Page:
In the year in which Patrick Ogilbie died, Howard was made Cardinal Protector of England and Scotland. He was to die in 1694, three years before his niece Elizabeth left her husband, the first Duke of Gordon, and retired to a convent in Flanders. She gave ` the English fathers large means to found a mission in Scotland with the aim of restoring the Scotch province; but while the fund was in the bank of Paris it was lost in 1719 when commerce was wrecked by the failure of the great Mississippi scheme. [49] The money had come too late in any case. Had it been available when Patrick Primrose was in Paris, something might perhaps have been achieved and the Scots might have had, like their English and Irish brethren, their own national base abroad. It was Howard money which made Bornhem feasible, but there was no comparable wealth available in Scotland, especially at the time when it might have been of use.
These notes on Scottish Dominicans, and on Irish Dominicans working in Scotland in the seventeenth century, are plainly scanty. It may be possible to expand them, but the difficulties in the way of doing so are very great. So many records have disappeared. Others are simply inadequate by their nature: for example, the Registers of the Dominican Generals, who had no settled practice as to where in their registers appointments were to be entered. A friar who lived outside his own province was assigned to a particular place by the General, and this would apply to the Scots. The relevant entry might be made under the name of the man's own province, or that of the one in which he was actually living at the time, or the one to which he was being sent. It might take one of several forms; a letter to the individual might be noted, or a letter sent to one of the superiors concerned with the move, the provincial or the prior or the regent of studies. There is the further problem of the adaptation of names to foreign living and the ease with which a Scot might be described as English or Irish by a foreigner only concerned with him as a member of a particular province. A Scot surnamed de Lapa appears as a laybrother in a French priory. What was his real name? A Brother Patrick, a Scot, received permission to visit Rome in April 1679. That is the only fact known about him at present. There was a Felix McDowell at SS. Giovanni a Paolo . . . Was he Scottish or Irish? We cannot say. The difficulties are so vast as to make any exhaustive research impossible for one man. Bits and pieces of a jigsaw may be slowly put together if people researching in other fields pass on scraps of material which come to their notice.
It is hoped that this present gathering of data may help workers in the field of Scottish history to note occasionally some relevant material. There must be more available from local and family records, presbytery records and possibly records of Court and government. Books and chalices may still turn up in odd places, as the Primrose chalice did in an auction in Aberdeen, with no history of previous association beyond what could be read inside the base.
Such as the story is, it is surely cautionary for any of us who feel like attempting a comprehensive account of religious life in seventeenth century Scotland, or a study of that great body of Scots abroad whose history has been scarcely touched as yet because the material is so scattered and perhaps because so much of it involves recusants whose very existence some of our historians have been reluctant to recognise, since it so modifies a favourite image of Protestant Scotland, but who move in any case in a very unfamiliar context. Some of the people who appear in these pages represent a native Scottish Catholic community which has existed continuously in Aberdeenshire and Banffshire since medieval times. Others were converts, evidence of how rightly worried the Kirk was about students who went abroad from Scotland and travellers who went to Mass in Paris or Rome, like the one who protested that his only reason for going to Mass was that in no other way could he get a glimpse of the French king. The converts are, in part at least, evidence of the spiritual unrest caused by religious conflicts in seventeenth-century Scottish society. The pages of Walker's book, The Presbyterie's Triall, show how some who were happy with Knox's reformation and its sacramental order found the second reformation of Presbyterians and Covenanters intolerable. It was not irrelevant for an Edinburgh student in the early years of Charles I to be studying Nicholas Sander on the visible government of the Church. Such study could be, as it was for Patrick Primrose, at least one step on the road to Rome, with political as well as religious consequences which could not be accepted by the majority of Scots.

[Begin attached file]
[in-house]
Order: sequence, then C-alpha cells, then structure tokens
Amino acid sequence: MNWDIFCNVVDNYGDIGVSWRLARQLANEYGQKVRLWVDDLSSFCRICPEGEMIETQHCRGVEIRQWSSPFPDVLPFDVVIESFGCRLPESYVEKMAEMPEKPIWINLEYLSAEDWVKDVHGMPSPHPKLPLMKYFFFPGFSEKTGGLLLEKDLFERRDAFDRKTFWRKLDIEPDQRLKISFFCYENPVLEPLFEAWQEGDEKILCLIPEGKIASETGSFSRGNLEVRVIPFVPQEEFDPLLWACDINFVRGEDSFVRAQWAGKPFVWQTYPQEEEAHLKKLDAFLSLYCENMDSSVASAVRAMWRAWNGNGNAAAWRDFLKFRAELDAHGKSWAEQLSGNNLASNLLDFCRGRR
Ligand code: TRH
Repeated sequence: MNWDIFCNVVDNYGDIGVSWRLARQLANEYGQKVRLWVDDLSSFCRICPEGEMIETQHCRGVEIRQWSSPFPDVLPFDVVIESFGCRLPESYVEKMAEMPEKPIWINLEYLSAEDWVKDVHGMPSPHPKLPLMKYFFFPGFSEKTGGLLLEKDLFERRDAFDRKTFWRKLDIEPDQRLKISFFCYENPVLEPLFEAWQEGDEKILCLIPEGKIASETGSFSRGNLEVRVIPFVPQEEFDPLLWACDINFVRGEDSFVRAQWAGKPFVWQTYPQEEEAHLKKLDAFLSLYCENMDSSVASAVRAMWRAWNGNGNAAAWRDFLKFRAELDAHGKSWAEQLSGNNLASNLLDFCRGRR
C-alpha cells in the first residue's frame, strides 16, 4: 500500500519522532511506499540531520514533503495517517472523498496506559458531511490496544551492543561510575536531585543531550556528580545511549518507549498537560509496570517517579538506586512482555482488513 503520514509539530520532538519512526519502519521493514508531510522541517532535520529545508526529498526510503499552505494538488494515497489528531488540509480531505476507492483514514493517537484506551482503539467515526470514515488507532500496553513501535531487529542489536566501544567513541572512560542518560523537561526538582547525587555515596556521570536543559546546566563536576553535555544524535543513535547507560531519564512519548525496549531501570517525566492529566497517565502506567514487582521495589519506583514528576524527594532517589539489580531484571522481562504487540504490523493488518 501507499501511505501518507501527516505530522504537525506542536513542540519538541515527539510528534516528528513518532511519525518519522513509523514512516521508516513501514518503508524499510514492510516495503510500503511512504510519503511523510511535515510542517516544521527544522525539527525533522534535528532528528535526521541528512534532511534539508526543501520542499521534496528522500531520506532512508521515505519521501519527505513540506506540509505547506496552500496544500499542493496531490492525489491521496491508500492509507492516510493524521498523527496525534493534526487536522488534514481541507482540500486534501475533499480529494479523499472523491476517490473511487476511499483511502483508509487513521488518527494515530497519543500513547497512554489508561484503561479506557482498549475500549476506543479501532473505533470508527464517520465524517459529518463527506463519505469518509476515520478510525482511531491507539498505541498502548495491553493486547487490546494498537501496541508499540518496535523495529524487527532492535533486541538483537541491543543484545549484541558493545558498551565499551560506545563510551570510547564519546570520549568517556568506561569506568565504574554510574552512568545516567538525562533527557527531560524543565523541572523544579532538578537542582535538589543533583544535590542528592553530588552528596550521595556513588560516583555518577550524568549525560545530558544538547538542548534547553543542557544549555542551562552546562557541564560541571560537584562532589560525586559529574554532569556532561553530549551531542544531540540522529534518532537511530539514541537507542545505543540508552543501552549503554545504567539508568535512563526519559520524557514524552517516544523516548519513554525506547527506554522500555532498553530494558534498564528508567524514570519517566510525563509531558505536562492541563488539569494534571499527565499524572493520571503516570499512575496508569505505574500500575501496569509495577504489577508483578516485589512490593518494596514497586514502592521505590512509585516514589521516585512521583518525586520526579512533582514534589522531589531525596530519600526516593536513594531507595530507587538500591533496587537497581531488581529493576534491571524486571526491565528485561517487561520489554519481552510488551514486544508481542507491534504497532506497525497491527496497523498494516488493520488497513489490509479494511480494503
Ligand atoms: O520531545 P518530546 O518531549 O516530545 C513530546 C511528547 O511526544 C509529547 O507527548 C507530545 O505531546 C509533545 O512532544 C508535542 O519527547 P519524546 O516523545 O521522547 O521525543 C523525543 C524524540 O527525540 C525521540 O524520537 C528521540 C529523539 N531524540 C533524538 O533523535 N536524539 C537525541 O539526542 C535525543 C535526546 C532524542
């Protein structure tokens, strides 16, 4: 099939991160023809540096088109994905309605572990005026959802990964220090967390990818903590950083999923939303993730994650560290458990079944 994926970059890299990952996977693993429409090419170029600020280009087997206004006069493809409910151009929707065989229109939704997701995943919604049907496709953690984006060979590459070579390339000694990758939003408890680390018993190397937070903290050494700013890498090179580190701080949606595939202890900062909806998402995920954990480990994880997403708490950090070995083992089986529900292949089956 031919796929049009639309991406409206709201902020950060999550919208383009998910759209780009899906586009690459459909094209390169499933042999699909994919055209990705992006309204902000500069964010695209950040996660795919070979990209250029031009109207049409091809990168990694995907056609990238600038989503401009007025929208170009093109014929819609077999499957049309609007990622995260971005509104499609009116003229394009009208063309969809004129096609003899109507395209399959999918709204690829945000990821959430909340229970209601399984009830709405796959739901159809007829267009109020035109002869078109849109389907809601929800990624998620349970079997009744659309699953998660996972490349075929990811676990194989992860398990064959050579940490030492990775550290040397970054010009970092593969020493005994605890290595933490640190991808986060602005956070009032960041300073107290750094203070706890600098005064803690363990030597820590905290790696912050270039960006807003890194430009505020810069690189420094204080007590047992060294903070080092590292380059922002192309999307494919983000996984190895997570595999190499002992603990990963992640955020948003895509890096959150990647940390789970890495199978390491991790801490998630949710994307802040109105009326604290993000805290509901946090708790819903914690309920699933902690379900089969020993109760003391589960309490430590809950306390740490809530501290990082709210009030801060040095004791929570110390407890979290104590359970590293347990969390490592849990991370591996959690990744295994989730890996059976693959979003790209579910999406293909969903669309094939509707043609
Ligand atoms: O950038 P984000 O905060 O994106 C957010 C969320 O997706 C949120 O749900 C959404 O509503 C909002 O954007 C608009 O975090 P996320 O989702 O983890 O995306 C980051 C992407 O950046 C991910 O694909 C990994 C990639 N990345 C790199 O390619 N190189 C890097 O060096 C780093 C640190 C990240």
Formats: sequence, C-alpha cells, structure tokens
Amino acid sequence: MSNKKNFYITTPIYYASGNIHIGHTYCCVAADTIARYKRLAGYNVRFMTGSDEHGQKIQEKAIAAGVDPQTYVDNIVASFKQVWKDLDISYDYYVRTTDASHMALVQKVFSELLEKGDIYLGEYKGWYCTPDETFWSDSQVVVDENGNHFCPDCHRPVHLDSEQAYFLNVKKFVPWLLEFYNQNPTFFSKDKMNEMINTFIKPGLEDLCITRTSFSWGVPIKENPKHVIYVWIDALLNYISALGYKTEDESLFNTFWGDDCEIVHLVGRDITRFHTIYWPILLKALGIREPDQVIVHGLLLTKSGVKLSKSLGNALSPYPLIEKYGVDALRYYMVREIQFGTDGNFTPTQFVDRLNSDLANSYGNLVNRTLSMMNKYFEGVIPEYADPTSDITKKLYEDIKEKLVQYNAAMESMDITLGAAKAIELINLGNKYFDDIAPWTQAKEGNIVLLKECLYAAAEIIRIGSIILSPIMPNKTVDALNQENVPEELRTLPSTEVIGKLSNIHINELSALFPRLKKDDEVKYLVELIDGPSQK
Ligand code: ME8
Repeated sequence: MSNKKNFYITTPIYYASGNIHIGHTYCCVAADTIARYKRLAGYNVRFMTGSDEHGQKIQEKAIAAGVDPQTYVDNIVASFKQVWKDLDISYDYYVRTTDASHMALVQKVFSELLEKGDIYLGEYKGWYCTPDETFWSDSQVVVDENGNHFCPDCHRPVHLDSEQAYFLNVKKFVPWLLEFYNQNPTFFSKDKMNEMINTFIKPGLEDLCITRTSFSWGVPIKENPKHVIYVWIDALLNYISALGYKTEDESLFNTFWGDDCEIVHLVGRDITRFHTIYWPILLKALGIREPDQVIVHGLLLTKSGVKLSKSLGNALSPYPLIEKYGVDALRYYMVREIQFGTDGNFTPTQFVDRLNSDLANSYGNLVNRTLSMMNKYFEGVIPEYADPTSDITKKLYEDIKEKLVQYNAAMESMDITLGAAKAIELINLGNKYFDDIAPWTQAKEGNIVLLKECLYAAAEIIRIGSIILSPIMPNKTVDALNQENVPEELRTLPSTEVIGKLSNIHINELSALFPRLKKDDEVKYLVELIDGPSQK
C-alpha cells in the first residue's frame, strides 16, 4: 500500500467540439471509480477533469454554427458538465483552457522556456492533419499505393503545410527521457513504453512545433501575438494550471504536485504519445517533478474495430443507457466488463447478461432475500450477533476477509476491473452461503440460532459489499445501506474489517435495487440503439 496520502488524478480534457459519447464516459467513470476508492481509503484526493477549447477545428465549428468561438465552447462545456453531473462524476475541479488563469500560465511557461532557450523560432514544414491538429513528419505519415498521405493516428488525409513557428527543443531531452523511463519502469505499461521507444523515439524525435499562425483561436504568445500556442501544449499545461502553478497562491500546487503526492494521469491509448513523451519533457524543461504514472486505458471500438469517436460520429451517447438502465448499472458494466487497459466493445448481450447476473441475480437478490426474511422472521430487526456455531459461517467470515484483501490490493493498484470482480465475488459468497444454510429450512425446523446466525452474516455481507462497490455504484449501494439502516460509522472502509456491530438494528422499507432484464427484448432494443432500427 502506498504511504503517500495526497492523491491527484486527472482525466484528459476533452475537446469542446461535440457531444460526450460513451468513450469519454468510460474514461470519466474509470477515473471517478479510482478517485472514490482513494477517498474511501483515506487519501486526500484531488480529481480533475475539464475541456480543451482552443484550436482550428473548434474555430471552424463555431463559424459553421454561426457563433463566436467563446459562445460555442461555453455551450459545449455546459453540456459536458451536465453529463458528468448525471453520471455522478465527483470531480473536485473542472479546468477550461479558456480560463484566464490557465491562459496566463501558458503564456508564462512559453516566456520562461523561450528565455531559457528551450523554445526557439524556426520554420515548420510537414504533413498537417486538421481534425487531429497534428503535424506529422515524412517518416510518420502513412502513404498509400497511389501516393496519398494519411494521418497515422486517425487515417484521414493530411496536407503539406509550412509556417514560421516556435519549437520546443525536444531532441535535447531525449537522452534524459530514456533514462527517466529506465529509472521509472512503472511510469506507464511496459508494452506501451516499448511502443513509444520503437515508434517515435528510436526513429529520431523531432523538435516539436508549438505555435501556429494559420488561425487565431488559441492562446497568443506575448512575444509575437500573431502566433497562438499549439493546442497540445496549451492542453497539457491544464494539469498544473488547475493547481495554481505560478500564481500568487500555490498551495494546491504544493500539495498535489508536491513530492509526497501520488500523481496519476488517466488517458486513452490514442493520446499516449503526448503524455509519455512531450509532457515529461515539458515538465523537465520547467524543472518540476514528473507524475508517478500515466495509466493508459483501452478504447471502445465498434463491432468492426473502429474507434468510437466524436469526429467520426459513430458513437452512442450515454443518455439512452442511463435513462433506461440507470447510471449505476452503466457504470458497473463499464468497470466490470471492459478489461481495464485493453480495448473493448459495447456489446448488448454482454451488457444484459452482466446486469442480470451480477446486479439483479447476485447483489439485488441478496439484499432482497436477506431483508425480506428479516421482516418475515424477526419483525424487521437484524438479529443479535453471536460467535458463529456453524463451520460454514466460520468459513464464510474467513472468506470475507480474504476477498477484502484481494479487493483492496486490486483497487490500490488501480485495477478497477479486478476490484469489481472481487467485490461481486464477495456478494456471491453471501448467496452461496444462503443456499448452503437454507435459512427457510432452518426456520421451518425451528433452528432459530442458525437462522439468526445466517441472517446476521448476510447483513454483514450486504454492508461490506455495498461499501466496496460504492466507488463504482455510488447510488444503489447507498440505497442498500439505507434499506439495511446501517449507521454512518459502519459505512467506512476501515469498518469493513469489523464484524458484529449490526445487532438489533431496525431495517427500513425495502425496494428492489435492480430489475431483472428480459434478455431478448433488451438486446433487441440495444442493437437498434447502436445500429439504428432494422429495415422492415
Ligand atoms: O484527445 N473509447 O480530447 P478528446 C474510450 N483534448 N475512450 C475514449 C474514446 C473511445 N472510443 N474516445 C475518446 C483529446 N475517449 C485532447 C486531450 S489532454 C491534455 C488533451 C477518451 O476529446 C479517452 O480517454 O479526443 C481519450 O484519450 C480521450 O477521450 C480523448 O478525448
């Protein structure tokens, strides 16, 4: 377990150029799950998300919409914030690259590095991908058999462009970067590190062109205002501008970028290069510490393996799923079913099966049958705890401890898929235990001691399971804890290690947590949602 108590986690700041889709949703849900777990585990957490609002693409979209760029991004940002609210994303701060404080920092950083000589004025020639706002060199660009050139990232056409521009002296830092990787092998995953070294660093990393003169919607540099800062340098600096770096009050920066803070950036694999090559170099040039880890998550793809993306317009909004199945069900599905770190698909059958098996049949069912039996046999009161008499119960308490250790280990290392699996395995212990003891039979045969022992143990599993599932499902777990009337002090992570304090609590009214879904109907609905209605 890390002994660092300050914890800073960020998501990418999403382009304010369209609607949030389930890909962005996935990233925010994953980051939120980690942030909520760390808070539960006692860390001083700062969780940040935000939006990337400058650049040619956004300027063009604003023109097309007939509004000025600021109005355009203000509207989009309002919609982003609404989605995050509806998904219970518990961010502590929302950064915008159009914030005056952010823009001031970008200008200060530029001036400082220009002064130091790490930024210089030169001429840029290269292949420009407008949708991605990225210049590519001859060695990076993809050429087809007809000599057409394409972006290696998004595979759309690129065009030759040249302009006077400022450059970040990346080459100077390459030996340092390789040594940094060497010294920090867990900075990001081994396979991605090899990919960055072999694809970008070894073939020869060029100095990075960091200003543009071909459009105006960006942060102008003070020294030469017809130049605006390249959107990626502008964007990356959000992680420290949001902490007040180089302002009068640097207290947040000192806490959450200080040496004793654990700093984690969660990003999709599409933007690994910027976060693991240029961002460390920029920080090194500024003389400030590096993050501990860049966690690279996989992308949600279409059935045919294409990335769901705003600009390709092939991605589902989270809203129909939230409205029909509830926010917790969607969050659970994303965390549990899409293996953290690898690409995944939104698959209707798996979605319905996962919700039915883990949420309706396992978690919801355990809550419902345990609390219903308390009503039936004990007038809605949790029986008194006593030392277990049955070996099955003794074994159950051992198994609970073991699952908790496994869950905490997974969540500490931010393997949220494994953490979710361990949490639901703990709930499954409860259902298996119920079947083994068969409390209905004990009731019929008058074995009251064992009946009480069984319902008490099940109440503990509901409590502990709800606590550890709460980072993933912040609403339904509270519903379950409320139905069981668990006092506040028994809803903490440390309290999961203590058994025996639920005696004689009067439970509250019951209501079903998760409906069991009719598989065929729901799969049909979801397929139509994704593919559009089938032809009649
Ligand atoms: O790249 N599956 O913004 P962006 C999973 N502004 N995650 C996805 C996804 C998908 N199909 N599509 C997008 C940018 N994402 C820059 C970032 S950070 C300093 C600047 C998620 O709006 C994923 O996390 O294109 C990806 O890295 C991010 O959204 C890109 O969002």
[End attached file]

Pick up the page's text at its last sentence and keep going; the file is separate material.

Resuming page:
There were Irish Dominicans in Scotland in the following century, and possibly an occasional Scottish Dominican, but the prospects of restoring the Scottish Province became increasingly remote. By the end of the eighteenth century, the Irish Dominicans were no longer working in Scotland. There appears to have been no regular Dominican work in the country again until the present century.


1. Archivum Generale Ordinis Praedicatorum. (hereafter AGOP) in the Priory of Santa Sabina, Rome. IV 39 f. 112.